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Right Direction or Wrong Track

26% Say U.S. Heading in Right Direction

Monday, June 29, 2015

Twenty-six percent (26%) of Likely U.S. Voters now think the country is heading in the right direction, according to a new Rasmussen Reports national telephone survey for the week ending June 25.

This finding is down two points from 28% the week before and ties the low for the year first reached in April. From late December through the beginning of March, 30% or more of voters said every week that the country was heading in the right direction, but the weekly findings have fallen back into the mid- to high 20s since then.

Sixty-seven percent (67%) now believe the nation is headed down the wrong track, up two points from a week ago.

A year ago at this time, findings were identical, 26% to 67%.

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The national telephone survey of 2,500 Likely Voters was conducted by Rasmussen Reports from June 21-25, 2015. The margin of sampling error for the survey is +/- 2 percentage points with a 95% level of confidence. Field work for all Rasmussen Reports surveys is conducted by Pulse Opinion Research, LLC. See methodology.

Eighty-seven percent (87%) of Republicans and 71% of voters not affiliated with either major political party think the country is on the wrong track. Democrats are almost evenly divided. 

Most voters of all ages agree the country is headed in the wrong direction, but voters under 40 are less pessimistic than their elders. 

Seventy-two percent (72%) of whites and 62% of other minority voters believe the country is headed down the wrong track, but just 43% of black voters agree.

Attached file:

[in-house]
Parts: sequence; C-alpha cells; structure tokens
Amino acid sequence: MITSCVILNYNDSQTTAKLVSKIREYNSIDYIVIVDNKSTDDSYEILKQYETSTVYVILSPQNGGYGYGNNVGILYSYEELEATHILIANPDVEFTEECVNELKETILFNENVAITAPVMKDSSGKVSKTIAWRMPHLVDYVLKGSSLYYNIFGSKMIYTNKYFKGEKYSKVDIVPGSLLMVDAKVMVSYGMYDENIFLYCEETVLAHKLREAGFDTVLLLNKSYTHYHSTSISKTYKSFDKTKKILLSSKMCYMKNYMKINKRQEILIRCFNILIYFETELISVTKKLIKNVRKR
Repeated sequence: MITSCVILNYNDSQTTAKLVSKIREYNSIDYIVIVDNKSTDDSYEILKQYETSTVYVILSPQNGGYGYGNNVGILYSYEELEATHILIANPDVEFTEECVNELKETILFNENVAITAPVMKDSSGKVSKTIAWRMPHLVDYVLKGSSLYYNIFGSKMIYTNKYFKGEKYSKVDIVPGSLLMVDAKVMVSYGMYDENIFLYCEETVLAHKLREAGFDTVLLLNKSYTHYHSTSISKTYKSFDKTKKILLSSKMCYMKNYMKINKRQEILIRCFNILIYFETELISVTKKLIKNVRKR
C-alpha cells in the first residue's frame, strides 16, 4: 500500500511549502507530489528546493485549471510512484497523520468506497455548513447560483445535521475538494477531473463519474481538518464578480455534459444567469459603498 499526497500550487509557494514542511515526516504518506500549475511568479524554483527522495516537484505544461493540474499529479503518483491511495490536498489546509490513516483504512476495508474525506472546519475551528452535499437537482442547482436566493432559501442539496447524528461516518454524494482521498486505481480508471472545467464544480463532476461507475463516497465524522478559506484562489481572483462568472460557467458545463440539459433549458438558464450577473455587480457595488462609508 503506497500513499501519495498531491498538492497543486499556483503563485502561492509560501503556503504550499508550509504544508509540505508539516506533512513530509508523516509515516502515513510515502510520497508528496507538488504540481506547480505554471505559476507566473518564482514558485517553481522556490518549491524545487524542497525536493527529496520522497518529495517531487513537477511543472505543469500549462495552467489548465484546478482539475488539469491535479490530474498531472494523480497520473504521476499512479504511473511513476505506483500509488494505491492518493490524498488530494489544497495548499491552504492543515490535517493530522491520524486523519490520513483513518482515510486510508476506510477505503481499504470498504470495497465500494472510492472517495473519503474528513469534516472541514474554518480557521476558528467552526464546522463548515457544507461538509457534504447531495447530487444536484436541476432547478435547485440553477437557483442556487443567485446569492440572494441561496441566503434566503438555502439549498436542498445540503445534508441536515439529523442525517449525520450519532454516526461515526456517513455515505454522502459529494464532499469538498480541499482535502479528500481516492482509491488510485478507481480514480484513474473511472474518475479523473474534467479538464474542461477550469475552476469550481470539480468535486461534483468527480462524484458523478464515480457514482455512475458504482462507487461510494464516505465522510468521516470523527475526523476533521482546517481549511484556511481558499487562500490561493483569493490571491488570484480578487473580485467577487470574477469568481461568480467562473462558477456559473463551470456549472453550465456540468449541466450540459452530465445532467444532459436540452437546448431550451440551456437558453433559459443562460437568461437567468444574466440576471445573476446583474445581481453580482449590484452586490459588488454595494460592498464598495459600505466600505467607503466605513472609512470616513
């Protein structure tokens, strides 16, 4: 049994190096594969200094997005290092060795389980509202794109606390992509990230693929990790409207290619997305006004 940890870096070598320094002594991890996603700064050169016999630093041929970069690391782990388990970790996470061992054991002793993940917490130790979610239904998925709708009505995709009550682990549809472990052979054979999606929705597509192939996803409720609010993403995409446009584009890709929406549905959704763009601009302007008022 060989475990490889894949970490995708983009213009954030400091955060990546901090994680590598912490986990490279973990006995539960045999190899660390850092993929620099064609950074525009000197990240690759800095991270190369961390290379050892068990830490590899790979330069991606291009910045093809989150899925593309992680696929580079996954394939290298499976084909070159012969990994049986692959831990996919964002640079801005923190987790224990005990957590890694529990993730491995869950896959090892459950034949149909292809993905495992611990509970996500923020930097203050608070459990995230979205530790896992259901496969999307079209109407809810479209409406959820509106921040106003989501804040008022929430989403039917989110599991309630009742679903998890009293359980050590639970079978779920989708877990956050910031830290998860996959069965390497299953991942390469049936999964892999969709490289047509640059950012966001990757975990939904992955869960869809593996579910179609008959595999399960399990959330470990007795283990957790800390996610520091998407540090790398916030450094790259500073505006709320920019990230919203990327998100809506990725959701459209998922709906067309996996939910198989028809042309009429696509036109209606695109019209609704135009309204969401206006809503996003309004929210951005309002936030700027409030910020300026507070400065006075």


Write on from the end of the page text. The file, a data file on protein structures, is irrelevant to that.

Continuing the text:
Liberals are more confident in the direction of the country than conservatives and moderates are. 

The more strongly a voter approves of President Obama's performance, the more likely he or she is to think the country is headed in the right direction. 

The president got a boost last week from a U.S. Supreme Court ruling upholding a questionable provision in the new national health care law. Most voters still have problems with Obamacare and think it will increase health care costs and hurt the quality of care.

The high court also ruled last week in favor of gay marriage, although voters are still fairly divided over the issue.

Seventy-two percent (72%) of voters believe it is important for someone to be married before they have children.

Voters still think most people get rich by working hard.

The Department of Housing and Urban Development is ready to release new regulations meant to forcibly diversify wealthy neighborhoods, but voters overwhelmingly say it is not the government’s job to make those of different income levels to live together

Most voters continue to believe the federal government is a supporter, not an opponent, of illegal immigration, and even more are in favor of imposing tougher sanctions on those who hire or rent property to those who are in this country illegally.

Crosstabs and historical data are available to Platinum Members only.

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